Heat-resistant glass is used by people all over the world for a wide range of tasks, including cooking, laboratory work, and even rocket construction. Here, Cameo Glass’ latest blog examines the core properties of heat-resistant glass, before explaining its main benefits and describing the production process.
The answer to this is quite self-explanatory – it is glass that can withstand high-level degrees of heat without cracking or shattering. Many of you may already be familiar with this type of glass through one room in particular – your kitchen. You may have heat-resistant glass in your cupboards in the form of Pyrex dishes, which are suitable for oven cooking, and the glass in your oven door and on the surface of your hobs if you have an electric oven. There are different strengths of heat-resistant glass you can buy, depending on what you need it for, the strongest being those that prevent the spread of fires.
Heat-resistant glass depends on its chemical composition as to how strong it is against heat. Borosilicate glass is the least heat resistant and the difference between this glass and normal glass is the addition of boron oxide, which helps bind the other components making it heat resistant. This glass is commonly used for cookware and even in laboratories. The second most heat-resistant glass is Aluminosilicate, which contains aluminium oxide making it able to withstand temperatures of 800° celsius. It is also scratch-resistant making the glass a common feature for touch displays, such as smartphones. The most heat resistant type of glass is high silica glass, which can withstand temperatures of around 1000° celsius and is mainly only used in industrial settings – in fact, the next step above this is fused quartz glass, which is mainly only used for aerospace applications due to its very high resistance.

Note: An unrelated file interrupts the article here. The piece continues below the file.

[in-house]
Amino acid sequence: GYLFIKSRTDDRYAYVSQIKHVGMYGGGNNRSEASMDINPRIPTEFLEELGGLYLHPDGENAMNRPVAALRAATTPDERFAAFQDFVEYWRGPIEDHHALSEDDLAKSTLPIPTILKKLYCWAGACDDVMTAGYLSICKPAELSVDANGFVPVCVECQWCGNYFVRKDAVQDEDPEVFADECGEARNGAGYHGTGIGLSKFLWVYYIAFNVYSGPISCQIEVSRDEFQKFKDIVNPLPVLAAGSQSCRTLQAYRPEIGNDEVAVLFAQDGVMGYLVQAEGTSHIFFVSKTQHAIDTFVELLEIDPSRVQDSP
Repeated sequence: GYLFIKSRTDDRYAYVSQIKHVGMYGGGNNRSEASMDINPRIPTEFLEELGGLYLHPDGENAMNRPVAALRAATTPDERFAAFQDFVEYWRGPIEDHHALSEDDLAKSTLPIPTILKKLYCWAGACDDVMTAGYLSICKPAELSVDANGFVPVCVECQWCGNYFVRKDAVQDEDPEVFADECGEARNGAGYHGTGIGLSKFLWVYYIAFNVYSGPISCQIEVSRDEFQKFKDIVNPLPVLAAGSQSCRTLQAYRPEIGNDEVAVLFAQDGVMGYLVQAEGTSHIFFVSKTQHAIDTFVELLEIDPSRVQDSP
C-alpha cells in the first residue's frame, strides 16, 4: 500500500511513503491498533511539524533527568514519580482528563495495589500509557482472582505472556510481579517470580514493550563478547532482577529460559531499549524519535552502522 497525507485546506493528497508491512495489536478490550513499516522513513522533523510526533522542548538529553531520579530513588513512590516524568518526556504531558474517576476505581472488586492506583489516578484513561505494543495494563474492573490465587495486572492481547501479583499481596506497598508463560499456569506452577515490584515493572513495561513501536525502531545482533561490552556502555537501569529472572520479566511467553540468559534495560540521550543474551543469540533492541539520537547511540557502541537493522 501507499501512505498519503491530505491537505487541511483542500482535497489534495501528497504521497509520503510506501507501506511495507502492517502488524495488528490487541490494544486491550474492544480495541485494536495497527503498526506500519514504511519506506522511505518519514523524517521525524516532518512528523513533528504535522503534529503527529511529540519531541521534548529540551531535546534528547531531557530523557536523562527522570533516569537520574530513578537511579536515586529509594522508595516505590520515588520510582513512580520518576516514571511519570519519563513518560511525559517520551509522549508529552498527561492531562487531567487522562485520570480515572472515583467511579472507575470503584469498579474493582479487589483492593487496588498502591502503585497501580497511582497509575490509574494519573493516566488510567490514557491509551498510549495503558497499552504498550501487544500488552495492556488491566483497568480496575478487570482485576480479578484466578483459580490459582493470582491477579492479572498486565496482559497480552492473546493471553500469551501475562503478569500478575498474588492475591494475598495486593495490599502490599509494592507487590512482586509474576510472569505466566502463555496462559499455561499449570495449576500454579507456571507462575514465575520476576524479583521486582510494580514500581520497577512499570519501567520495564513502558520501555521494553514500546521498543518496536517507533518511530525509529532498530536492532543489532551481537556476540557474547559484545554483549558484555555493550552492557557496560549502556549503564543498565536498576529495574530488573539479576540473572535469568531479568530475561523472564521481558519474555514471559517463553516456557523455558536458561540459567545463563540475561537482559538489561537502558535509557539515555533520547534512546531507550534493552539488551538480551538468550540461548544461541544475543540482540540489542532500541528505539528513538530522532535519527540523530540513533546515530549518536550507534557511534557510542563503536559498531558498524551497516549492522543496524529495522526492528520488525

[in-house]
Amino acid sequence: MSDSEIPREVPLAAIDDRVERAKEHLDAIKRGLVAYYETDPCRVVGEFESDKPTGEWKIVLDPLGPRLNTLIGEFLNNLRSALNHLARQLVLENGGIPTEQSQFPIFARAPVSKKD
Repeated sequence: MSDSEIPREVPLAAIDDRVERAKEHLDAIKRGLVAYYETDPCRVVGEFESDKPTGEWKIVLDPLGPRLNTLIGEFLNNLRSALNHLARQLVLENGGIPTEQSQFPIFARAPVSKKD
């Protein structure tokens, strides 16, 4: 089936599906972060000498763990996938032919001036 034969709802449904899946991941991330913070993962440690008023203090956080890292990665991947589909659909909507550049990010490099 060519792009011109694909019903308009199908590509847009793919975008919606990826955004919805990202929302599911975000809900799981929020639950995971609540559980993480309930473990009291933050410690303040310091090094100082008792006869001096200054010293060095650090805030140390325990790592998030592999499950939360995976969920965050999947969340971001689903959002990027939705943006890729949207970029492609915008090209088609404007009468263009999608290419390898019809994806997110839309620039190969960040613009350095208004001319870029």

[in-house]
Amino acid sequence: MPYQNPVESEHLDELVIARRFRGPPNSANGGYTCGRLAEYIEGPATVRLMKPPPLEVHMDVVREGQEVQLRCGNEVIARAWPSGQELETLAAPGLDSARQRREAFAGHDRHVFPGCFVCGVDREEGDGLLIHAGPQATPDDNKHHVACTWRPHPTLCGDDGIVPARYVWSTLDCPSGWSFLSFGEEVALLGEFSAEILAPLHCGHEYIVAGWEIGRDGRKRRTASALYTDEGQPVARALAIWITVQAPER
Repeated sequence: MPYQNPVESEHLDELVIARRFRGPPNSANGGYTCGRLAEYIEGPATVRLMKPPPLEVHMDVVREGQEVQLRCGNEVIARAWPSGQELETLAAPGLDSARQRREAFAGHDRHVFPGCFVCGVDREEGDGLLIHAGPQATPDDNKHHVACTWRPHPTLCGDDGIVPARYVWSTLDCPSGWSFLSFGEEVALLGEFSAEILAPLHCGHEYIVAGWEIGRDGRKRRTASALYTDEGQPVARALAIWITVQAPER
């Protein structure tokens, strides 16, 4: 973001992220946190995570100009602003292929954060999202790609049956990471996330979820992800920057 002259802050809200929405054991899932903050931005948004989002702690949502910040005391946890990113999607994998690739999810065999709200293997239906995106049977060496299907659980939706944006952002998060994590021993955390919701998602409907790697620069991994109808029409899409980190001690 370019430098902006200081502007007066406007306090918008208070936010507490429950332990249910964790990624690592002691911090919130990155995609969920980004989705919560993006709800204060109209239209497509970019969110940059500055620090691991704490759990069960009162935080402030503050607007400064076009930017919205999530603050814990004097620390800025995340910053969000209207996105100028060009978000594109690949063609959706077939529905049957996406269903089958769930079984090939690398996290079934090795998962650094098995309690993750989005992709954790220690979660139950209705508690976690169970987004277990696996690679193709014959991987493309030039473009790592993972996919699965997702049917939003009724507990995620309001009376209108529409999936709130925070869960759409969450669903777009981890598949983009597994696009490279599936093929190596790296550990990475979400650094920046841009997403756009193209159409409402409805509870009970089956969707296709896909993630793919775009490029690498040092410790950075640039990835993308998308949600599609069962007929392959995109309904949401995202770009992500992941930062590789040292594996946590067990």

Fabrication: Firstly, the ingredients that make up the glass are melted down together to form a liquid compound. Then, it is poured into a molten and left to cool down.
Cutting: The glass is then cut down into the necessary shapes, this is normally done with a Computer Numerical Control machine, and then it is polished and other finishing services are performed.
Tempering: This is applying the heat treatment to the glass, which is done by passing it through a tempering oven and is then cooled, reinforcing the glass.
Laminating: This helps to make the glass more safety ready. It involves strengthening the glass with a plastic material interlayer, which is bonded by layers of adhesive.